Sunday, April 17, 2005

Transportatino in Las Vegas II

A few hours, a swim, and a nap after our arrival at Palace Station Hotel and Casino, we boarded the Palace Station Shuttle Bus with FIL, PHD's sisters and their spouses and our athletic nephew. Dropped off at the Tropicana Hotel & Casino we could have walked, but instead we took two separate cabs to the Bellagio, where Cirque du Soleil performed "O", their modern water ballet. Hurricane strength desert winds nearly knocked me off my feet as I struggled to the entrance of the hotel. Dazzling interior, plunging necklines, bra-less miracles and couples with generational gaps larger than the number of years I've been out of kindergarten, made for a satisfying opening performance to "O", the show.

I'm not going to write about the show now (or ever), but afterwards we met with PHD's Clever Aunt and Cool Uncle, who live in Las Vegas part of the year and are avid poker players.

CA and CU took us out for breakfast at the cafeteria of the Monte Carlo Hotel and Casino. At the next table over "O's" four Malaysian contortionists showed a good appetite. On our way to Palace Station CU attempted a short-cut which got us to see more of the city than the city planners like tourists such as us to see. PHD and I love getting lost, it's got us to get to know places much better.

On Saturday WA and her daughter Amazone Couz returned in AC's car to show us around town. PHD and I wanted to ride the Monorail. Surprised CA and AC said they had been wanting to do that forever, so this was their chance. AC parked her vehicle at the Sahara Hotel & Casino parking lot, which was near our Palace Station Hotel and Casino, and from there we got on the elevated. A ticket good for one entree only cost $3, PHD and I each bought a day pass for ten bucks.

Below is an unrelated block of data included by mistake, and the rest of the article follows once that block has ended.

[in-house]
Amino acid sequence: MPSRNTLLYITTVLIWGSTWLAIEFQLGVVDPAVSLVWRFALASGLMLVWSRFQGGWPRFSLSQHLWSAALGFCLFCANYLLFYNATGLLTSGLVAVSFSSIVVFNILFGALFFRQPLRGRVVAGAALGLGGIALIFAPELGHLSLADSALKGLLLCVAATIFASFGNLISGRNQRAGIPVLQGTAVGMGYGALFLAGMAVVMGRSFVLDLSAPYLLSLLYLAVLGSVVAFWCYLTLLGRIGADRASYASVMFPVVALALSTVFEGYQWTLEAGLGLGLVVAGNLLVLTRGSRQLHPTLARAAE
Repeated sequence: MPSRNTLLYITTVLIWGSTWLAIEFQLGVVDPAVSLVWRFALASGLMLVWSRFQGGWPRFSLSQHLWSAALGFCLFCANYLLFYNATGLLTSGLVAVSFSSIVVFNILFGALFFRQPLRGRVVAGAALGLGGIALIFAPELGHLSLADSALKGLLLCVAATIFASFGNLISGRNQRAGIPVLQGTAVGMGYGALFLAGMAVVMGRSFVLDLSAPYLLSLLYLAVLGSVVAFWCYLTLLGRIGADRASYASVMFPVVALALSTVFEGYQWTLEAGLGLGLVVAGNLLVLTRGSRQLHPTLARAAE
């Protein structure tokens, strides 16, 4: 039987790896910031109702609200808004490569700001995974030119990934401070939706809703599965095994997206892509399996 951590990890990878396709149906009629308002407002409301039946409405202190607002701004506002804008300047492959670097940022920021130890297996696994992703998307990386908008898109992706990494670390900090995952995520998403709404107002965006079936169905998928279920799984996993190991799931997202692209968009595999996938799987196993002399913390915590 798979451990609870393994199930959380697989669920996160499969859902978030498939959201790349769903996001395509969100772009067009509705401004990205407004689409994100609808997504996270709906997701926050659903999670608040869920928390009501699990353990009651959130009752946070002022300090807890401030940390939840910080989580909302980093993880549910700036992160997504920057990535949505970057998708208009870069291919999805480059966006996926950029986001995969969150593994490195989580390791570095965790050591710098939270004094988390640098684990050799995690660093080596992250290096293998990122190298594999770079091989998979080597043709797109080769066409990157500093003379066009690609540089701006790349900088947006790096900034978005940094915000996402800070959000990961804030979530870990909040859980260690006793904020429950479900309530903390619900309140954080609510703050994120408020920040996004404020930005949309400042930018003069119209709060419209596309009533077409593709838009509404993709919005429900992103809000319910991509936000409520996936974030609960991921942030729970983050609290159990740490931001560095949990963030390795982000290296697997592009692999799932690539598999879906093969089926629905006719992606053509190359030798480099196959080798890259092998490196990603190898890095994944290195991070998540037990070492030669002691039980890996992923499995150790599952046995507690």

The concierge of our hotel told us a cab ride to downtown's Fremont Arcade would cost $10. The (our second) Russian cabby told us not to mind his meter, he charged a flat rate. "Ten bucks," he said when we got out at Fremont. PHD fingered the change in his pocket for a tip. The look on the cabby's face that of a dog who hopes you have a treat in your pocket, while knowing he already had one.

The African cab driver who took us back to the hotel that night, did have his meter running, which showed $8.40 upon arrival, we rounded it off to ten. The first guy's flat rate had included a tip! From the hotel we walked to the 7 Eleven to buy a few things. Our African cabby greeted us as if we were old acquaintances.
"I guess we could have asked you to take us here," PHD said.
We all laughed.

Sunday morning we discovered the Monorail's daypass was good for 24 hours! Of course. New York may be the city that never sleeps, neither does Sin City.

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